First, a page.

Film review: LUCY from Built For Speed
French director Luc Besson’s energetic, ballsy but occasionally crass and simple-minded action thrillers have left him almost as divisive a figure as Michael Bay. His latest movie Lucy, which stars Scarlett Johansson, will no doubt provoke vitriolic responses from both supporters and detractors.
Scarlett Johansson plays Lucy, an innocent American student living in Taipei who has somehow hooked up with a low-life drug dealer. When he lures her into a disastrous deal with Korean gangsters Lucy is forced to transport a pouch containing a powerful and sinister new drug called CPH4. The pouch isn’t in her carry-on bag, though, it has been surgically implanted in her abdomen. When a violent attack causes the pouch to rupture and the drug to enter her bloodstream and her brain, Lucy undergoes astonishing changes including the development of phenomenal intellectual abilities and telekinetic powers. As her abilities rapidly increase she attempts to track down the other drug couriers before they meet a horrible fate.
The fact that Lucy relies on the hoary old myth that says we only use 10% of our brains and that accessing the supposedly dormant 90% will unlock near-magical powers, makes the concept behind this film and just about everything that flows from that, pretty silly.
Lucy is also one of the most derivative films ever to hit the big screen. Like the Bradley Cooper film Limitless it features in Lucy a character whose brain functions are sent into hyper-drive by a mysterious drug, like the X-men films it features someone with super-human powers including telekinesis and like Transcendence it has authorities scrambling to combat a technologically advanced human. The film also draws on Besson’s previous violent back catalogue as well as Hong Kong-style gangster flicks. Besson once again demonstrates his considerable talent for creating slick, hyperkinetic action sequences although these often rely on fetishised violence against and from women.
If nothing else this film looks stunning. Besson gives the film an exciting fluid motion and cinematographer Thierry Arbogast overlays the action with a vivid glistening surface. Bong aficionados will be pleased to know that as Lucy acquires control over time and space this film ventures into the same trippy territory as the big bang and dinosaur sequences in Tree Of Life and the celestial gate section of 2001: A Space Odyssey. Some of the imagery even recalls brain-bending films like Koyaanisqatsi.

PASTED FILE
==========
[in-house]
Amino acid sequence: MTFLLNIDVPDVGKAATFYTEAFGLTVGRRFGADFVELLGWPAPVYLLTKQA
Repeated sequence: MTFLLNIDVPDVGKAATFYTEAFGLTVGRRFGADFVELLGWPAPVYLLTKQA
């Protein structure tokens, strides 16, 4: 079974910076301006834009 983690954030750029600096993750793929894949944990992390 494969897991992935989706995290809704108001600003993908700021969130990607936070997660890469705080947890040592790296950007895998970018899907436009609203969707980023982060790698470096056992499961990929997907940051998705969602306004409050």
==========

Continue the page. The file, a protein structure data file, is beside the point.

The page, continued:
This all adds up to a bizarre and often ridiculous mash-up of big concept science film and action thriller which doesn’t completely work in either the action or sci-fi genres but still offers a few thrilling sequences.
In her second role this year as a powerful otherworldly predator, Scarlett Johansson is never entirely convincing and certainly not as compelling as she was in Under the Skin. Her way of conveying someone with massively enhanced intellectual abilities is to stare blankly into space and speak in a smug, nasally monotone voice. In this film’s other major role Morgan Freeman delivers a typically authoritative and noble performance as a neuroscientist to whom Lucy turns for guidance. Freeman is always a riveting screen presence, even if he has played this sort of role many times before including in the recent Transcendence.
With some well-staged action and amusingly over the top visuals Lucy is ambitious and ballsy enough for audiences to overlook the film’s outrageously silly central concept and just enjoy the ride.
Nick’s rating: ***.
Genre: Science fiction/ action/ drama.
Director(s): Luc Besson.
Release date: 30th July 2014
Running time: 90 mins.
Reviewer: Nick Gardener can be heard on “Built For Speed” every Friday night from 8-10pm right here on 88.3 Southern FM. Nick can also be heard on “The Good, The Bad, The Ugly Film Show” podcast. http://subcultureentertainment.com/2014/02/the-good-the-bad-the-ugly-film-show